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My best five seconds at design school

by Steve McKee on September 24, 2006

As a student of architecture at UCLA it was always a nice surprise when the little lightening bolts of understanding somehow occurred within me. I loved those “ah-ha” moments when things sorted themselves out and, for a time, the design world became my oyster.

It was grad school and the academic climate was actually less regimented than my undergraduate studies had been. No more was it all about a lot of required reading followed by quizzes. Instead we were more on our own to make the most of things, to do our own research, and just be open for insights wherever we found them.

When those epiphanies arrived so unpredictably they were wonderful. It was like the Muse was paying a visit and even hanging around long enough to give the inside scoop on things.

The parking garage: a new way to see the world

During my three years in grad school, the design challenges we were given became progressively more complex. Our projects were “pretend” but we students worked like demons to make them as good as we could. One of our projects happened to include a parking garage. For ten weeks we developed our designs. The building design received most of our attention, but we also needed to consider the design of that parking garage.

One of our favorite teachers was known to us as “Mango” though his real name was Robert Mangurian. He had a mane of dark curly hair and always wore doc marten boots and a white jump suit, sort of like you would see a house painter wear, but without all the paint spots on it. During a critique of some student’s design, he brought up the subject of parking garage design.

We were all fairly familiar with the many different numbered parking lots and garages at UCLA. The various lots were built during different eras and had different personalities.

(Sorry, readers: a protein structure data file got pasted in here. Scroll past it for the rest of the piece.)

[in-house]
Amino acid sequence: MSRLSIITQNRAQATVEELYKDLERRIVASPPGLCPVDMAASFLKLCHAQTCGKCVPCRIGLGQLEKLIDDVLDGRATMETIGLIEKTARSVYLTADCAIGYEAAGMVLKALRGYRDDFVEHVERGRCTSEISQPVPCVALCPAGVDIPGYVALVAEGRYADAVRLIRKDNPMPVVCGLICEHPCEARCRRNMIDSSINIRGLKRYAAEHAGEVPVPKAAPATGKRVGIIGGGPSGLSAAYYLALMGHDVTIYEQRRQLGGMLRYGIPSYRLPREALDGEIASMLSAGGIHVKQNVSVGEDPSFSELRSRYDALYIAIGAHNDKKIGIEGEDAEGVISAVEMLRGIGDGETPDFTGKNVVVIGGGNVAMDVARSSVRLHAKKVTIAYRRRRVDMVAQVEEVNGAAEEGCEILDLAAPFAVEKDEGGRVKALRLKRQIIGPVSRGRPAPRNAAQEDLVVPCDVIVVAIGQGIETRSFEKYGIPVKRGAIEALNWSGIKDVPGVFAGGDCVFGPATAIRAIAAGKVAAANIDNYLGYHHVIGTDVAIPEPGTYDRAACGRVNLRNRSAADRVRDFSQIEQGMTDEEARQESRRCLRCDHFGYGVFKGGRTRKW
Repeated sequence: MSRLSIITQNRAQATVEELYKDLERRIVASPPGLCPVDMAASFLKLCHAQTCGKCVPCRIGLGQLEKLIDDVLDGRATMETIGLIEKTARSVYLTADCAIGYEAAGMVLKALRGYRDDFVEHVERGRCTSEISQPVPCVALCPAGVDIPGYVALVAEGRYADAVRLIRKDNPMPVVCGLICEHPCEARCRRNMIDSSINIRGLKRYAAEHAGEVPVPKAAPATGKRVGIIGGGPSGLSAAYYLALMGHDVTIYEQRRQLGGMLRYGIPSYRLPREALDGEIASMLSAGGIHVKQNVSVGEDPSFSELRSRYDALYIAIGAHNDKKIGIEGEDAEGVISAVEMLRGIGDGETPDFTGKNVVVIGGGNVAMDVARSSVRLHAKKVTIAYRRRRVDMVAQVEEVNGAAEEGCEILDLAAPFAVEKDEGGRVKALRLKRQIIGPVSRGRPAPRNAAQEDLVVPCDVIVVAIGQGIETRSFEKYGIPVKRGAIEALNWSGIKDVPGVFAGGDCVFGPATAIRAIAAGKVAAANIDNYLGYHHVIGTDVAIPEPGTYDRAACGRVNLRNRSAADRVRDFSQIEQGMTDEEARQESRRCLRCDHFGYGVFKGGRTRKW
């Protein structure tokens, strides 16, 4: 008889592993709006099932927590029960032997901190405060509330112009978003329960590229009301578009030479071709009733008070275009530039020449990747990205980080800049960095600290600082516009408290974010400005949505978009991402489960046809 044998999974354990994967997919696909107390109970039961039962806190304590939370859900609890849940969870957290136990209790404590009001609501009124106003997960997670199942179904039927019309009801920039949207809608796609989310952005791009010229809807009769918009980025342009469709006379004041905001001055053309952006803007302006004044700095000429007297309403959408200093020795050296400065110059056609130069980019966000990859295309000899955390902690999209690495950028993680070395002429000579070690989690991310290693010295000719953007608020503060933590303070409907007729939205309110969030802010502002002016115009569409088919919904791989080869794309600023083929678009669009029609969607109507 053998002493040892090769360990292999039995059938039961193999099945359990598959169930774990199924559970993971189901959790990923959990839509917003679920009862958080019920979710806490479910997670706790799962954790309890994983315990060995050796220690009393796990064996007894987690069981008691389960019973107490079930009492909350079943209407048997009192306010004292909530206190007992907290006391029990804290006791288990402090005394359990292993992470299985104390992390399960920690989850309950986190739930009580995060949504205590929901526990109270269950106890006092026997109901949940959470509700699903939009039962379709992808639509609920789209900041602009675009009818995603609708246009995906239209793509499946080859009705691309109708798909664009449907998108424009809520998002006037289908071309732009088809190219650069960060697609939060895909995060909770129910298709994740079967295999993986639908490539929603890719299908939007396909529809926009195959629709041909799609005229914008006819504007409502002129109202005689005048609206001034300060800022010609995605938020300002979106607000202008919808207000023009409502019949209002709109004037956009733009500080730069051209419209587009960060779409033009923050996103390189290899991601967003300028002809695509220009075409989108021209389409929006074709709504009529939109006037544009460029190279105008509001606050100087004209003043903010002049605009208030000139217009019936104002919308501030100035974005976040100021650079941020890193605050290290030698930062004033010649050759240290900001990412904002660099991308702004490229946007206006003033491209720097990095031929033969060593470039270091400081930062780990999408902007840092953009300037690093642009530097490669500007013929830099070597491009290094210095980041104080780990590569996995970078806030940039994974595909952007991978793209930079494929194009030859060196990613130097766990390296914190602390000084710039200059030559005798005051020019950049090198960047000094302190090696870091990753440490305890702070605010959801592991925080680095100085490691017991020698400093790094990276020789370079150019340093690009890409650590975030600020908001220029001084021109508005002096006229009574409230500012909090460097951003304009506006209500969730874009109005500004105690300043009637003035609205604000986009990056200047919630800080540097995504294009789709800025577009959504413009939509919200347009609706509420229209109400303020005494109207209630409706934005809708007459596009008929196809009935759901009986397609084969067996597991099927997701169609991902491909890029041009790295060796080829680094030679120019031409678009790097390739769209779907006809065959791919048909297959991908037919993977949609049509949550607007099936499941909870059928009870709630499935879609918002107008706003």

Mango said, “I think the best parking lot at UCLA is . . . .” For a few seconds he tried to remember its name. That five second delay made all the difference, and the best learning moment of my three year stay at school occurred.

I tried to anticipate his answer and quickly formed my own impressions of why I’d favor one parking lot layout over another. Probably Lot 18, I thought. It was a newer one and had these big round concrete columns at the center of the wide spiral ramps that took cars between levels. The rounded concrete had these vertical fluted ribs with a cool battered look to them. Yeah, Lot 18 was the one I’d pick.

“. . . . Lot 5,” said Mango. The lot he chose was a tired-looking concrete and brick structure of three levels tiered on the side of a hill. He then pointed out how it was the easiest parking structure to use. You drove down the little street alongside the garage to whatever level you wanted, pulled into the garage, parked your car and then walked towards campus. Your direction of travel didn’t change as you switched from car to foot.

He was completely right, of course. No ramps were needed because it used the slope to full advantage. It made the process of parking your car as straightforward and as natural as could be, as if you weren’t actually living in a crowded city. And what made it work would never show up in a photograph.

The reasoning I had used in making my own choice seemed suddenly naïve. How could I have not been able to have this kind of insight? I decided that I would develop the kind of awareness that could notice realities like that, that could see underlying truths. In design you have to get the big stuff right first before you concern yourself with the cosmetics.